1. No need for a guide: The Cemero Sewu route is not only ridiculously easy to follow owing to its stone path composition for most of the way up, it’s also quite busy. This means getting severely lost is quite unlikely.
2. Can easily be done in a day: We hiked at a very modest pace (60-75 minutes between posts on the way up) and starting at 1am, still finished by ~12 the next day. There are some nice camping spots to be sure, but unfortunately like many well-trodden camping sites in Java, most were a bit dirty.
3. The cold is real: We were extremely lucky to have an unseasonable bout of warm weather on the morning of the climb, but we witnessed a (presumably less-prepared) camper being carried from pos 5 to pos 4, supposedly suffering from hypothermia. Stay safe people.
4. No problem finding a place to stay near the trailhead: For accommodation, we stayed in a cheap guesthouse in Tawangmangu, of which there are many. A bonus of staying in that town is easy access to some tasty pecel and sop at Sop Buntut Bu Ugi
Do you have the GPS coordinates for each of the “Pos” on each trail? We want to take the Cemoro Kandang trail at night but are concerned that the trail is not marked well. Thanks!
Have a look on the GPS tracks page. Should be at least one set of tracks and waypoints. Hope you are planning on doing this before the rainy reason really kicks in (soon).
Had an excellent weekend on Gunung Lawu earier this month – a mountain like many almost deserted at present due to Ramadan. It may be a little bit harder finding guides and porters during the fasting period, but you’ll have the pick of the camping spots at the summits and not have to put up with night-long noise from campers chattering and playing bad music. Indeed, the only music at the top of Lawu other than birdsong was a gamelan recording playing in the famous warung. That’s more like it.
As I hadn’t been to Sarangan before and my co-hikers were coming from Malang, it made sense to get the train to Madiun and approach from the east (breakfast in Sarangan – nice spot for an early morning photo of Lawu above the lake itself).
After a fair bit of serious haggling with porters we got started at Cemoro Sewu and made excellent progress. I noticed a few seemingly familiar plants on the trail… raspberries of some kind (whitebark?), plus plantain similar to the common ones which grow like weeds in the UK but are actually very nutritious (but not so tasty), and bushes/small trees similar to the Pohon Suagi on Papandayan…. Possibly known also as Manis Rejo (also a Pos name on one trail up here) or Vaccinium varingiaefolium.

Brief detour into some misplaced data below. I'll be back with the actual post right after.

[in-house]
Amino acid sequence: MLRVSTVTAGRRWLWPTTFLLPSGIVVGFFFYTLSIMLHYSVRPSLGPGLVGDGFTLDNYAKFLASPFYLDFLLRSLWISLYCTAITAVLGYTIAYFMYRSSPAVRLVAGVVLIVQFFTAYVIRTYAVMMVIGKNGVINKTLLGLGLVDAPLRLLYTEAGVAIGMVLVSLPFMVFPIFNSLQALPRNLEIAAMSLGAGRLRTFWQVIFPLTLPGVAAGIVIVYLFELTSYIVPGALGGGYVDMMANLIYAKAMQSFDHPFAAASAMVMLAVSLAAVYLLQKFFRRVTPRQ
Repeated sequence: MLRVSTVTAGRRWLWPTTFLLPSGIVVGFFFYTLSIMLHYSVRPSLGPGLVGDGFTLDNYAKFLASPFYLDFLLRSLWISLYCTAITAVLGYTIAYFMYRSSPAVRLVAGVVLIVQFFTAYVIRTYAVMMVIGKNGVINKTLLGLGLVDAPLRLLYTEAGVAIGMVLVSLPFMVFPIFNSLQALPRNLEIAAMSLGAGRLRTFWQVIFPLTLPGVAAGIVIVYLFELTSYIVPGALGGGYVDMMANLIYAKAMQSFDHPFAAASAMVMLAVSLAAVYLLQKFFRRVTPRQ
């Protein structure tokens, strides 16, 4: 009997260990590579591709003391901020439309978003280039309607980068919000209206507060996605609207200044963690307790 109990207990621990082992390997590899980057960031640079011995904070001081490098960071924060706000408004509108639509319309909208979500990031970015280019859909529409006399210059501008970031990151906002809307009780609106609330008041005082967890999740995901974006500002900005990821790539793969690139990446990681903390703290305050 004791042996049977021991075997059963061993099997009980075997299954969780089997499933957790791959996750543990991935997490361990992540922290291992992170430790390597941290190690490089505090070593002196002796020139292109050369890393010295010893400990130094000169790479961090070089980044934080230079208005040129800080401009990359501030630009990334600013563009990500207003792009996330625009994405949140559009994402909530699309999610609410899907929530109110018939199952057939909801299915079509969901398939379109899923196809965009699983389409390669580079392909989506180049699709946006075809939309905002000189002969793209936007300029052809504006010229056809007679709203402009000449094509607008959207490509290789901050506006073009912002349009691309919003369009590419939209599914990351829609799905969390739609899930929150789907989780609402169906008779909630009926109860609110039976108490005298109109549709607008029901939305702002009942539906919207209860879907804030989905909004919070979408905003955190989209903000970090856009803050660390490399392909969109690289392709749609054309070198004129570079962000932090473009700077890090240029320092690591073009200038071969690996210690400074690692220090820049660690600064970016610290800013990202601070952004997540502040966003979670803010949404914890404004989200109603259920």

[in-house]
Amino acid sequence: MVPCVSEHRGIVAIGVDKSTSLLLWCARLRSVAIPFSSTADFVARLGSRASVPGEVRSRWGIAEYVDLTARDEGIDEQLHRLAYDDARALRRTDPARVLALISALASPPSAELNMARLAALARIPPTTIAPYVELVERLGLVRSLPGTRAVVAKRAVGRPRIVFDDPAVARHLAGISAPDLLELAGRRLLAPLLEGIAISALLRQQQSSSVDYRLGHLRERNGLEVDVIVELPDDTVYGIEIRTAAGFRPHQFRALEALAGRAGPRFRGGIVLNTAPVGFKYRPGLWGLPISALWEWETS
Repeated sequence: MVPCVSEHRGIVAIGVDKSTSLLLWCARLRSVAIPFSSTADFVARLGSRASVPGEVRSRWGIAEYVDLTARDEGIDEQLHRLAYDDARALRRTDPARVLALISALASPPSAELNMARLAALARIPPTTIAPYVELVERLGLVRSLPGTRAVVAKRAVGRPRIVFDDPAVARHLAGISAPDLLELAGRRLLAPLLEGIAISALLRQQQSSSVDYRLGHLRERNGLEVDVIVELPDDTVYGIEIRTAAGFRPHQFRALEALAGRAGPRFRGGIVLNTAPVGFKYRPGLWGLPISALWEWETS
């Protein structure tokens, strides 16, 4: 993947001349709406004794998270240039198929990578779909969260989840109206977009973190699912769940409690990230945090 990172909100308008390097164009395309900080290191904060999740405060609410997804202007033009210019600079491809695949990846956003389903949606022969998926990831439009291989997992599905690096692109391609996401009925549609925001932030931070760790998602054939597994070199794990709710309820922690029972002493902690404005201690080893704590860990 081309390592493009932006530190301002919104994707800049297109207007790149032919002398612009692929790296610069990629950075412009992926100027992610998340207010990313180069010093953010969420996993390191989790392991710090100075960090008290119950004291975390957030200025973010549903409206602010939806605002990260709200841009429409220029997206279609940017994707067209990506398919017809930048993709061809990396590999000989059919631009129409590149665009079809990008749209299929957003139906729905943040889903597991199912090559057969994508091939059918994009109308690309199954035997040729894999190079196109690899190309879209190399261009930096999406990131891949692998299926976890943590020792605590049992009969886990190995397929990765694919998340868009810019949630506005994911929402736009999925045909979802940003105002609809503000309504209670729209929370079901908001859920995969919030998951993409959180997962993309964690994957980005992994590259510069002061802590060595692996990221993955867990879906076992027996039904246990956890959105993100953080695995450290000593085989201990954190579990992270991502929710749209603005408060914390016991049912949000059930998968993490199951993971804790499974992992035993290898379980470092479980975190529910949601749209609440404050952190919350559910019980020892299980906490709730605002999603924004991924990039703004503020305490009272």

Lots of birdlife, especially on the Kandang trail on the way back down, and on the summit plateau including very tame birds similar to blackbirds. Also saw a large green pigeon type bird near the summit, struggling to fly away from us so possibly injured.
Cloud meant that the sunset was not quite as good as my first trip back in 2009 which really was spectacular, but very pleasant anyway from that little ridge beyond the summit pillar. Nobody but our group was on the ridge – we had it to ourselves – a real rarity on the 3000ers of Java on a Saturday night in 2017. Didn’t have to leave the tent the following morning to admire the sunrise over Liman, Arjuno and Semeru – a genuinely perfect spot.
Flew back to Jakarta from Solo on the Sunday. This first mean a bus from Tawangmanggu to Solo. I tried the Gojek app in Solo but it seemed like none of them could actually read maps (how difficult is it to find a bald white man in a batik shirt on the outskirts of Solo?) so a regular ojek it was to the airport. Lucky I checked the arrivals and saw my incoming plane was cancelled – just about managed to get put on an earlier one. No thanks to Batik Air for not bothering to email or SMS regarding the cancellation – others who arrived 90min prior to their flight may well have been stuck there for the night!
Hey Dan, We are heading to Lawu this weekend with a good sized gang from Java Lava. Your account has me even more excited
If you’re coming from Jogja, you can contact Bayu, +62 857 4167 1322
He guides people to a couple of mountains in Central Java. He has been to Lawu a couple of times (a lot more so up Merapi and Merbabu), so if you’re touching down in Jogja, you can meet him and he will bring you to Solo and up to Lawu via Candi Cetho. He speaks very good English so you don’t have to worry about that.
Ok thanks for the tip. Do you have contacts for the guide or can I find one in the vicinity of Tawangmanggu?